Andrew Zignani shows the results of a survey on RTLS from 213 C-Level decision makers across five main verticals. Only 13% of businesses have already deployed RTLS and there will be a increased uptake over the next 5 years. Technology fragmentation and operational/maintenance cost are incorrectly seen as the barriers to adoption. The new Bluetooth AoA direction finding standard is easing fragmentation. The maintenance cost is actually very low compared to the ROI in most scenarios. Most want beacon battery life to be 90+ days and cost to be $11-$20 that are easily achievable with today’s beacons.

Asset Tracking For Manufacturers

Today’s just-in-time and busy manufacturing processes means that manual tracking of pallets for inbound and outbound shipments often can’t keep pace with the speed of production. Production and assembly requires the quick locating of components. Delays and inaccuracies due to lost components lead to increased costs, employee frustration and ultimately customer disappointment.

Competitive pressures are also driving the need to reduce labour thus reducing the capacity to manually search for items. Customisation using configured options and demand-driven production is also increasing the degree of inbound component searching that exacerbates the problems.

Even those companies using legacy tracking solutions find that location is only as good as the last barcode or RFID scan. Humans get lazy, make mistakes and don’t scan, causing pallets, crates and boxes to get lost. Many RFID readers don’t work reliably near metal components. Relying on a system that can’t find just a few items can be worse that a manual system that works but is slower. Bluetooth asset tracking solves these problems because the location is automatically collected in real-time and is continually updated.

Asset tracking can be applied to items such as components, pallets, cases, tools, returnable assets such as racks and cages as well as items on loan to ensure they are returned on time. It can improve worker safety and provide alerts in cases of congestion, perimeter deviation and lone worker distress. It can ensure forklifts are being fully utilised, are taking an optimum route, haven’t crashed into racking and haven’t gone out of an area.

The real-time visibility allows connected systems to generate confirmation and exception alerts and automatically trigger shipping processes, replacing costly manual workflows. Tracking outputs also allows confirmation that the correct things are loaded on the correct transport.

A Bluetooth-based real time location system (RTLS) increases visibility and allows the manufacturing process to adapt in real-time to short term business needs. It provides cost savings, greater efficiency and business intelligence that can be used to derive larger scale changes based on data rather than gut instinct. Overall reporting of input and outputs provides input to management reporting to monitor the business.

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2D vs 3D Bluetooth AoA Direction Finding

Current AoA locators only have antennas in one plane which means they can only provide angles in two (elevation and azimuth) dimensions. A locator therefore sees assets as being somewhere along an imaginary line or ray emanating from the locator.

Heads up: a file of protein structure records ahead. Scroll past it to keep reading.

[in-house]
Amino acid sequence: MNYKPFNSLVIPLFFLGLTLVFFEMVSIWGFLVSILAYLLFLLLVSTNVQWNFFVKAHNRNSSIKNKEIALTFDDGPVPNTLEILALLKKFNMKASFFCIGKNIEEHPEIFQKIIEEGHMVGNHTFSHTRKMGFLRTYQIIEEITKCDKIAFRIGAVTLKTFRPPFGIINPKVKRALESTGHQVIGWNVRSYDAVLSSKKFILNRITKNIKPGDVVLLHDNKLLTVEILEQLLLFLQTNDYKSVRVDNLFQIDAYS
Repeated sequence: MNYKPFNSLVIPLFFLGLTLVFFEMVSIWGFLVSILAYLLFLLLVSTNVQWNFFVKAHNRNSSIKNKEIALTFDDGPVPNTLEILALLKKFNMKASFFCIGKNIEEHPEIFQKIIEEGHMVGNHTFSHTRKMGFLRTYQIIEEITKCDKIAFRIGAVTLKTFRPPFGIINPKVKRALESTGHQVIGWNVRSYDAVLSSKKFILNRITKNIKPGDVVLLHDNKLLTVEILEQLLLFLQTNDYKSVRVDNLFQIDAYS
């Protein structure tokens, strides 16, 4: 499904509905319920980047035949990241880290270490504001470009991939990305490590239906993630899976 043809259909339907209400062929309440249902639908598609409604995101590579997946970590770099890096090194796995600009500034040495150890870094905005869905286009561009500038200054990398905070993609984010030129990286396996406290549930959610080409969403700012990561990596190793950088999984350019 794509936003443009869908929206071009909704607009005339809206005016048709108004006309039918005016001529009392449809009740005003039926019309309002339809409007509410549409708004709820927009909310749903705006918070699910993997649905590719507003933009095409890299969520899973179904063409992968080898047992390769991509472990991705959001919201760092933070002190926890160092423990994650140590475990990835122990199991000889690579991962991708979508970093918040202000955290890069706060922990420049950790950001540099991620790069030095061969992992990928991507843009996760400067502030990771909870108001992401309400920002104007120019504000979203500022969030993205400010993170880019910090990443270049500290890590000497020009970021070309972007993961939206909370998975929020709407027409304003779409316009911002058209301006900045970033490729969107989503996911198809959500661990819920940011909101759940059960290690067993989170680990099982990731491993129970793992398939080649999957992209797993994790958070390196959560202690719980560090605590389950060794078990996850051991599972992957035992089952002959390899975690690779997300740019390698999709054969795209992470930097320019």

If the height, perhaps of a worn lanyard, is known and tends to not change much then it’s possible to estimate the 3D location. Obviously, if the person climbs some steps for kneels down then the location becomes less accurate in all dimensions.

The other solution is to use multiple locators to triangulate two or more locator lines. This is more accurate because it doesn’t rely on a known average height and provides the opportunity to use more than two locators to increase accuracy still further.

3D provides the best accuracy. 2D location allows use of fewer locators with the trade off of less accuracy. For example, the four locators in the Minew AoA kit can be placed in different rooms or areas rather than covering an overlapping area. 2D location also has the implicit advantage of supporting more beacons because the locators and subsequent systems are doing less work.

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Bluetooth Direction Finding Antenna Arrays

Bluetooth direction finding Angle of Arrival (AoA) uses multiple antenna in one device that uses the phase difference of signals received at different antenna to determine the angle and hence location of a beacon.

We are seeing a variety of designs but most use printed circuit board patches for antennas for reasons of cost and compactness.

All these designs use a radio frequency switch that switches each antenna, in turn, to just one Bluetooth chip to save cost and complexity. You can see this in some of the designs as tracks leading from each antenna to one chip and then one track from that chip to the Bluetooth system on a chip (SoC). The switch is very fast, of the order of 1 microsecond, to capture the same origin signal across all antennas.

Take care to purchase production-ready hardware. While there are currently many antenna array designs, some are just prototype or reference boards not intended for production. The software accompanying prototype or reference boards is also tends to be non-existent and in cases where it does exist, it won’t scale to more than a few beacons.